Interpretations of America
The American Revolution: Moderate or Radical?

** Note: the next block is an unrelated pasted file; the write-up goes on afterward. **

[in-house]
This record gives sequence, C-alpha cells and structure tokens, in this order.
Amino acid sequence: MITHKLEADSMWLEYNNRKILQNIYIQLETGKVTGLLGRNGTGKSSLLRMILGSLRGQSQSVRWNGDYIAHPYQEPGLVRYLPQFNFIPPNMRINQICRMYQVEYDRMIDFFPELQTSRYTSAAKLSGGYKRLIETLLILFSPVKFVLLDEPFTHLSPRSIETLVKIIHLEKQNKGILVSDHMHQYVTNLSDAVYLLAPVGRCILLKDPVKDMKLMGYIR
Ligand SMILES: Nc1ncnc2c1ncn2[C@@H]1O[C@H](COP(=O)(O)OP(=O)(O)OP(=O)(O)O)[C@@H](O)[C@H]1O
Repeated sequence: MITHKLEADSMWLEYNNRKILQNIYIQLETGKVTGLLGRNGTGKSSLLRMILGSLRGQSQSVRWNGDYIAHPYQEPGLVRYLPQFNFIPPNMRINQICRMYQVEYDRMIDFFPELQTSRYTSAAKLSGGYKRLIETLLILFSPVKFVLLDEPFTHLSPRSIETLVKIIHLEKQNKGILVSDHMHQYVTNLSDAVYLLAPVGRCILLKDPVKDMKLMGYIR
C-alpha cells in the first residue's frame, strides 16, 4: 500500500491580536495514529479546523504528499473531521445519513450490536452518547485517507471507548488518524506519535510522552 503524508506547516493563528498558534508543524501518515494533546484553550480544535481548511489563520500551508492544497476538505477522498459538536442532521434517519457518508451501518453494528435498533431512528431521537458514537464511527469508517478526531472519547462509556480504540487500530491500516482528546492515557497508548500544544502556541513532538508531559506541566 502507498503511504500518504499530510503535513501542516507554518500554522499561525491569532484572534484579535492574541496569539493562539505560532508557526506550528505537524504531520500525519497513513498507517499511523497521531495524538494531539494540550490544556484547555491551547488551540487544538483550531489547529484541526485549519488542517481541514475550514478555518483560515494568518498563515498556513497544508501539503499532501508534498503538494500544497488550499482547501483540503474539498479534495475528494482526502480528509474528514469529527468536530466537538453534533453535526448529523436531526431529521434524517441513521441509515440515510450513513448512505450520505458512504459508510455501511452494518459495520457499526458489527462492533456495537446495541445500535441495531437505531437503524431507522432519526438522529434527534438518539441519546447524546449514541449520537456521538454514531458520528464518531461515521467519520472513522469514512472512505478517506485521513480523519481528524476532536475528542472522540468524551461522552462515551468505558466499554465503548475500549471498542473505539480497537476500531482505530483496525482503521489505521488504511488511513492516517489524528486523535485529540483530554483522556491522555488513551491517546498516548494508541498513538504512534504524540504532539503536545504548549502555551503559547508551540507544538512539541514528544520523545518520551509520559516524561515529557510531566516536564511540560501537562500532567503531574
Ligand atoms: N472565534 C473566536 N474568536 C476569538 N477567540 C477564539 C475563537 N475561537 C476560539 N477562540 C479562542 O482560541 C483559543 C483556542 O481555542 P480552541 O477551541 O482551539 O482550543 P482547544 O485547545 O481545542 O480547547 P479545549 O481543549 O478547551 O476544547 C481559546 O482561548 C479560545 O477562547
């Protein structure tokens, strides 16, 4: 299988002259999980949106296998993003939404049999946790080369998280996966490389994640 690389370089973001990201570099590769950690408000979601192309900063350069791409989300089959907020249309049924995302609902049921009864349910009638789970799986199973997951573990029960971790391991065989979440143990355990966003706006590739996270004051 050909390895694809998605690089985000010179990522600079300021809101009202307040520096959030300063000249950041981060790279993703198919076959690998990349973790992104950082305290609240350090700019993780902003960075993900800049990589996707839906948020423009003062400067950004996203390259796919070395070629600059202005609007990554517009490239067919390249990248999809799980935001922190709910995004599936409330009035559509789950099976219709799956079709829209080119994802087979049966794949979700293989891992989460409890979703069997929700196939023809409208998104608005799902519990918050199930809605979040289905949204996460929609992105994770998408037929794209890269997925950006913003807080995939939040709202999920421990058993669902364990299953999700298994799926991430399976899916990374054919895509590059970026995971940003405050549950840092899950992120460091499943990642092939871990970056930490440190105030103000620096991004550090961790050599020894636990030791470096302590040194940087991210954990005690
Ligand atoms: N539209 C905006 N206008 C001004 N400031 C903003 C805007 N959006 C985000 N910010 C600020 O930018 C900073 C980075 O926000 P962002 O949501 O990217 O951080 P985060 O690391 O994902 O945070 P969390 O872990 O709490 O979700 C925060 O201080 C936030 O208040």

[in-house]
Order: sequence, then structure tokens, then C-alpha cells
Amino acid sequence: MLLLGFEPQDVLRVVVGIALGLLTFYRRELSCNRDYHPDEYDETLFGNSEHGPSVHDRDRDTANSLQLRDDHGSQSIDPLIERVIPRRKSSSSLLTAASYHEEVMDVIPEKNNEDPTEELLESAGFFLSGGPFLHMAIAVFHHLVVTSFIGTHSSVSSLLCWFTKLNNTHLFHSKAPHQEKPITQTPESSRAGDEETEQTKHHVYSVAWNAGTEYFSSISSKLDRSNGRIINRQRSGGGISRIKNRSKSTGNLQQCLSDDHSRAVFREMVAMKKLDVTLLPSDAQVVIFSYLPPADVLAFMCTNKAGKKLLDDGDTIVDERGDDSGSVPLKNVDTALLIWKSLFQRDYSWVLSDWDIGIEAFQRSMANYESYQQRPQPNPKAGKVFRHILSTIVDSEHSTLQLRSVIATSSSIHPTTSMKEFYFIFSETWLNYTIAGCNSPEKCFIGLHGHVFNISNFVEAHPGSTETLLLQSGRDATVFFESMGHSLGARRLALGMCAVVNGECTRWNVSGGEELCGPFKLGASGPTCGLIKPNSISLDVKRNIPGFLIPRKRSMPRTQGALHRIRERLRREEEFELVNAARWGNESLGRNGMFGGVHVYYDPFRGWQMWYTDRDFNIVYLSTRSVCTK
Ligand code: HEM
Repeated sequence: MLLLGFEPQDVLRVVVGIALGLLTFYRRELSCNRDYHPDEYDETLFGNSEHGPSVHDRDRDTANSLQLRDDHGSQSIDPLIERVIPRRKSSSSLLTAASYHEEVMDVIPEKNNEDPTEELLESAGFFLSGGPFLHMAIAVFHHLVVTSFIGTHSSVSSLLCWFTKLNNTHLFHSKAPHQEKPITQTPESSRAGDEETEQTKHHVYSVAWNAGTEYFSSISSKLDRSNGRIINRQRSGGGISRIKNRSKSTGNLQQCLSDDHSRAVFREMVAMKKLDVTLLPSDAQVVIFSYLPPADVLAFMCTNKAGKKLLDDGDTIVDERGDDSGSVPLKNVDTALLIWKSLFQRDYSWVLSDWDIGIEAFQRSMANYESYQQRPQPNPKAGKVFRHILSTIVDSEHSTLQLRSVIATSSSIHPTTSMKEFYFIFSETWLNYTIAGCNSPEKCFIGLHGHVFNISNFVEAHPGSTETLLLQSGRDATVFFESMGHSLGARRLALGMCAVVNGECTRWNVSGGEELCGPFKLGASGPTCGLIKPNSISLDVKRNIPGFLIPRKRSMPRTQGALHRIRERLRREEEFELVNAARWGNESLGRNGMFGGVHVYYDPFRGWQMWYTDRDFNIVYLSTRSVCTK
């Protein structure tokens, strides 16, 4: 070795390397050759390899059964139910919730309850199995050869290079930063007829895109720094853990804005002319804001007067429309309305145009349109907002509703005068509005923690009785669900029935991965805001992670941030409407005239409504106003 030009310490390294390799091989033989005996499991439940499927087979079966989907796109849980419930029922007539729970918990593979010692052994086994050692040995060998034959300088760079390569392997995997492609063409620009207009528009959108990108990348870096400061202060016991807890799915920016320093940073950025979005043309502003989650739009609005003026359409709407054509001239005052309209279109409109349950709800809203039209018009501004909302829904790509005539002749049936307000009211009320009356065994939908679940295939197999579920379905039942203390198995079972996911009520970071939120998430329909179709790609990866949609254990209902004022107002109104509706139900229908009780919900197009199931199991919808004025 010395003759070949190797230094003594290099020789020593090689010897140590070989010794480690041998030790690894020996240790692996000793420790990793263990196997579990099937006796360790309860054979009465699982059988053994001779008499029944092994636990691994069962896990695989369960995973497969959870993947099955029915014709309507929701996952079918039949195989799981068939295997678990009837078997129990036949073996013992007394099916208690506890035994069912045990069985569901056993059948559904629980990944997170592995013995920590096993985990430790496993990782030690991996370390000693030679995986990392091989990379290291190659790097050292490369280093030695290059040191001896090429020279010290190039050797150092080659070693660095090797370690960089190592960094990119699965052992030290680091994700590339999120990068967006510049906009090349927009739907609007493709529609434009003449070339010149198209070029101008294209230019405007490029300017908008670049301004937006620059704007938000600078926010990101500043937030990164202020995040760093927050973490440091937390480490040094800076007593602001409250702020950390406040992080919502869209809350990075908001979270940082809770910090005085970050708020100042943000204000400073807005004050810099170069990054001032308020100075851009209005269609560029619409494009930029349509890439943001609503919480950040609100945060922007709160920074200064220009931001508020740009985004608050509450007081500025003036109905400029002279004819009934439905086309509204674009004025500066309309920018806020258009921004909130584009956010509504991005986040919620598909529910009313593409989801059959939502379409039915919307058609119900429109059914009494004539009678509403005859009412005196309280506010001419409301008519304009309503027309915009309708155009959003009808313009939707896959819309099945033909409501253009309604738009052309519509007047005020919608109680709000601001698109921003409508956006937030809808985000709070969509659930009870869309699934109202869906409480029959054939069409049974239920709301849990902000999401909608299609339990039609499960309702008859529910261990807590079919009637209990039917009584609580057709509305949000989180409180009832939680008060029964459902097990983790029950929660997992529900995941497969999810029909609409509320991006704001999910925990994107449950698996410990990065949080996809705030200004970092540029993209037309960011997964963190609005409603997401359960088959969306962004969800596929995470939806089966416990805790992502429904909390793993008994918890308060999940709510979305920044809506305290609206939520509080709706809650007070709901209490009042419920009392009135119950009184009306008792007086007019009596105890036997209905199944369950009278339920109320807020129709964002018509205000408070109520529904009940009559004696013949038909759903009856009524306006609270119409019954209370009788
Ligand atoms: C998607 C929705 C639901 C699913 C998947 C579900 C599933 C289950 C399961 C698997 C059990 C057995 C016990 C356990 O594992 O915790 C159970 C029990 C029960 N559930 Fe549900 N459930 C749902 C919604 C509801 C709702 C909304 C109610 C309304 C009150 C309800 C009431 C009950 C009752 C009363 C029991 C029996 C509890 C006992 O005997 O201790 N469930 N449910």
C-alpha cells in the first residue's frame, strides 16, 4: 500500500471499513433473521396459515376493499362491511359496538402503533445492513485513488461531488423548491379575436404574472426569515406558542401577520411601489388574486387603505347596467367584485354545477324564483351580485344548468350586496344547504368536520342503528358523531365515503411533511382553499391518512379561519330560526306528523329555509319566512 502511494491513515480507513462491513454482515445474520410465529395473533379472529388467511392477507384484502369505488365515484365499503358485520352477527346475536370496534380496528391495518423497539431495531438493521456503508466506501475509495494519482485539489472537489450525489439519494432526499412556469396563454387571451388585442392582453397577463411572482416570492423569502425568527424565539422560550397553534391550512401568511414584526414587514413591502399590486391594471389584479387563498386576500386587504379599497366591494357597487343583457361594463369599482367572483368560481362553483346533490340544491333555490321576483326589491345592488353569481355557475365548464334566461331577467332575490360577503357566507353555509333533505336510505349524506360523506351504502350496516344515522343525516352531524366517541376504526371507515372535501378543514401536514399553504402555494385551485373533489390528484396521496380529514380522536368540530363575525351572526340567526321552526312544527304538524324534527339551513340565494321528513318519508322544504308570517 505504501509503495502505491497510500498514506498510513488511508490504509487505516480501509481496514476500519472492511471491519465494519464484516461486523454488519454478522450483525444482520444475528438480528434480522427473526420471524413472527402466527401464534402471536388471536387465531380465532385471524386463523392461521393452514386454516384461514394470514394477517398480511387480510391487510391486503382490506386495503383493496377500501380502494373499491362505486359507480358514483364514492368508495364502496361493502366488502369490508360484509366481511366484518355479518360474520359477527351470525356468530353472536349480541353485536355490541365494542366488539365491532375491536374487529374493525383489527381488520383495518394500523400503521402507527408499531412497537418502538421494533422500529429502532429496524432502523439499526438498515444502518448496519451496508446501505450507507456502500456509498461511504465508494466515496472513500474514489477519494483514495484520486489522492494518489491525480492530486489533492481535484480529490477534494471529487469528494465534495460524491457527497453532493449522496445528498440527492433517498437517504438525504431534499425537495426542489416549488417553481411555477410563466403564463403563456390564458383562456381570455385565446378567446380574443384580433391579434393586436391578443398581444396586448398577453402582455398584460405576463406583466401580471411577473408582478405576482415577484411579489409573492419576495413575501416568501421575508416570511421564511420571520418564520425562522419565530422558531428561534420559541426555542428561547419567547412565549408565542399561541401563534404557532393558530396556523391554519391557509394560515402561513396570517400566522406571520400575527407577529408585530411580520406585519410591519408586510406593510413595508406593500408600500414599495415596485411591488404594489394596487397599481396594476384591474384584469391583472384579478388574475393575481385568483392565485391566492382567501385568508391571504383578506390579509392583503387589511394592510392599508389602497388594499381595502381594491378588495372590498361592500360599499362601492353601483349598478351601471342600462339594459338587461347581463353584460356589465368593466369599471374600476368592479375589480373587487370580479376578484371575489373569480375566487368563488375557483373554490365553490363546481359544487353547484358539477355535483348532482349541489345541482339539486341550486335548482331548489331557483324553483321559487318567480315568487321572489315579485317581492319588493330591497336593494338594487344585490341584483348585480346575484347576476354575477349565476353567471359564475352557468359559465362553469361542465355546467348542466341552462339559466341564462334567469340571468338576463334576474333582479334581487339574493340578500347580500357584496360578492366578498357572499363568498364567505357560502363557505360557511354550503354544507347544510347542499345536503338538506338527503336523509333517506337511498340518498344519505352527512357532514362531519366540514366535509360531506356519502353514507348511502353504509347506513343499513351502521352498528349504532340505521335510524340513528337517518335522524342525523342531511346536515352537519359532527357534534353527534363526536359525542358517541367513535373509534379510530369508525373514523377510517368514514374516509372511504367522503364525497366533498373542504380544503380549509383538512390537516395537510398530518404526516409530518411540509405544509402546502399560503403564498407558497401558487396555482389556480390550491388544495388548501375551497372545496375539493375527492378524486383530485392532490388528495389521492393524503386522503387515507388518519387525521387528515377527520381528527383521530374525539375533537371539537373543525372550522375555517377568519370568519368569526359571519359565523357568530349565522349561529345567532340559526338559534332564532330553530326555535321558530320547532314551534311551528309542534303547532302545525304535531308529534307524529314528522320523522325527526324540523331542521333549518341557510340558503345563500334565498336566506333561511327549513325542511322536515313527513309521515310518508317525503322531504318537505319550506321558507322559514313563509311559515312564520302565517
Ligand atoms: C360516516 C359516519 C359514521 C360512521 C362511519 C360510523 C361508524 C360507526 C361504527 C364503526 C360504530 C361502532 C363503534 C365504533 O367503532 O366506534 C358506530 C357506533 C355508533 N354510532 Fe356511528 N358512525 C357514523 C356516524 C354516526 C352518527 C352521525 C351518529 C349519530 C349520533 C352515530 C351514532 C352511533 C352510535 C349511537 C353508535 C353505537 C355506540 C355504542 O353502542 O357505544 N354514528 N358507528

Some historians argue that the Revolution was solely aimed at achieving the limited goal of independence from Britain. There was a consensus among the Americans about keeping things as they were once the break from Britain had been accomplished The Revolution was inevitably viewed as a struggle of liberty versus tyranny between America and Britain. The Revolution was “radical in its character,” according to Bancroft, because it hastened the advance of human beings toward a millennium of “everlasting peace” and “universal brotherhood.” The imperial school believed that political and constitutional issues brought on the Revolution. The Progressive historians held that the primary causes were social and economic. Gipson claimed the British were justified in taxing the Americas and tightening the Navigation Acts after 1763, because largely British blood and money had been expended in the “Great War for Empire,” 1754-1763 (French and Indian War). Carl L. Becker, Charles A. Beard, Arthur M. Schlesinger Sr., and J. Franklin Jameson stressed class conflict as well as insisted the political or constitutional ideas had an underlying economic basis. Disenchantment of the merchants with British rule, said Schlesinger, arose from the economic reverses they suffered as a result of the strict policy of imperial control enacted by the mother country after the French and Indian War. The merchant class later became, in Schlesinger’s words, “a potent factor o the conservative counterrevolution that led to the establishment of the United States Constitution.” In the struggle between colonies and the mother country, the Americans emerged as the “conservatives” because they were trying to keep matters as they were before 1763. Daniel J. Boorsten argued that the revolution was conservative on the imperial as well as the local level because Americans were fighting to retain traditional rights and liberties granted to them under the British constitution. In refusing to accept the principle of no taxation without representation, Boorstin wrote, the patriots were insisting upon an old liberty, not a new right. The colonists, according to Bailyn, were convinced that there was a sinister plot against liberty in both England and America. Americans believed the conspiracy had succeeded in England and that America represented the last bastion or the defense of English liberties and the freedom of all mankind. Bailyn took issue with the Progressive historians who declared that the patriot leaders were indulging in mere rhetoric when they employed such words as conspiracy, corruption, and slavery. The colonists meant what they said; the fear of conspiracy against constitutional authority was built into the very structure of politics, and these words represented “real fears, real anxieties, [and] a sense of real danger.” Nash concluded that social changes had turned these seaport communities into “crucibles of revolutionary agitation.” The increasing poverty and the narrowing of economic opportunities resulted in resentment and rising class consciousness among segments of the artisan class. Some [New Left Historians] pictured the Revolution as a social movement – an internal struggle within the colonies – caused in part by class antagonism. Gross’s conclusion was conservative – that the townspeople had gone to war not to promise social change, but to stop it. Some of the new social historians suggested the Americans may have been caught up in a serious identity crisis as a people on the eve of the Revolution. Such historians saw Americans as profoundly conflicted toward the mother country. To Shy, the war was not an instrument of policy or a sequence of military operations solely, but rather a social process of education. The Radicalism of the American Revolution, by Gordon Wood, suggests that the Revolution ushered in a new American no longer hampered by habits of deference,...
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